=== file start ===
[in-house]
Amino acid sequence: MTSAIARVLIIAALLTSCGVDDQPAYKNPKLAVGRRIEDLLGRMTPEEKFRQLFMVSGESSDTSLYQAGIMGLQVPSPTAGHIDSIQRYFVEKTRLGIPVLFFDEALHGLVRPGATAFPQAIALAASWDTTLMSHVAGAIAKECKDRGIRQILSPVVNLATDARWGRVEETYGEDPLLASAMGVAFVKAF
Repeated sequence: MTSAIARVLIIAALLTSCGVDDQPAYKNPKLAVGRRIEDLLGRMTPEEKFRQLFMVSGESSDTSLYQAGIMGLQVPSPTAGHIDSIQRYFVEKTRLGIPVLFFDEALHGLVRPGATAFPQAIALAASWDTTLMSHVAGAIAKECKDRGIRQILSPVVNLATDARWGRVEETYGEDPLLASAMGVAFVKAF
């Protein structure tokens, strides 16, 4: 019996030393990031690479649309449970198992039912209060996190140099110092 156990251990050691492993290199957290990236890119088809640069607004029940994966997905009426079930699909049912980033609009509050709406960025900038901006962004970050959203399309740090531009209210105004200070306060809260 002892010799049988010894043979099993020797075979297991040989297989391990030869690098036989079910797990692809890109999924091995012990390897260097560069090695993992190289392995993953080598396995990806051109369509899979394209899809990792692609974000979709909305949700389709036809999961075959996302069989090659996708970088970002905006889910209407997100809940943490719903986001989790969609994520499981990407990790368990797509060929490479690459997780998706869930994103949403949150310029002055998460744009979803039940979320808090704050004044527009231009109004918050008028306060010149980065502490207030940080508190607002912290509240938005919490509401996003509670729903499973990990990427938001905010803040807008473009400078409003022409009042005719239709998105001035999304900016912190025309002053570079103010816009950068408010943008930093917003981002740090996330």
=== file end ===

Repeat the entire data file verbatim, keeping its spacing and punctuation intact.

[in-house]
Amino acid sequence: MTSAIARVLIIAALLTSCGVDDQPAYKNPKLAVGRRIEDLLGRMTPEEKFRQLFMVSGESSDTSLYQAGIMGLQVPSPTAGHIDSIQRYFVEKTRLGIPVLFFDEALHGLVRPGATAFPQAIALAASWDTTLMSHVAGAIAKECKDRGIRQILSPVVNLATDARWGRVEETYGEDPLLASAMGVAFVKAF
Repeated sequence: MTSAIARVLIIAALLTSCGVDDQPAYKNPKLAVGRRIEDLLGRMTPEEKFRQLFMVSGESSDTSLYQAGIMGLQVPSPTAGHIDSIQRYFVEKTRLGIPVLFFDEALHGLVRPGATAFPQAIALAASWDTTLMSHVAGAIAKECKDRGIRQILSPVVNLATDARWGRVEETYGEDPLLASAMGVAFVKAF
């Protein structure tokens, strides 16, 4: 019996030393990031690479649309449970198992039912209060996190140099110092 156990251990050691492993290199957290990236890119088809640069607004029940994966997905009426079930699909049912980033609009509050709406960025900038901006962004970050959203399309740090531009209210105004200070306060809260 002892010799049988010894043979099993020797075979297991040989297989391990030869690098036989079910797990692809890109999924091995012990390897260097560069090695993992190289392995993953080598396995990806051109369509899979394209899809990792692609974000979709909305949700389709036809999961075959996302069989090659996708970088970002905006889910209407997100809940943490719903986001989790969609994520499981990407990790368990797509060929490479690459997780998706869930994103949403949150310029002055998460744009979803039940979320808090704050004044527009231009109004918050008028306060010149980065502490207030940080508190607002912290509240938005919490509401996003509670729903499973990990990427938001905010803040807008473009400078409003022409009042005719239709998105001035999304900016912190025309002053570079103010816009950068408010943008930093917003981002740090996330």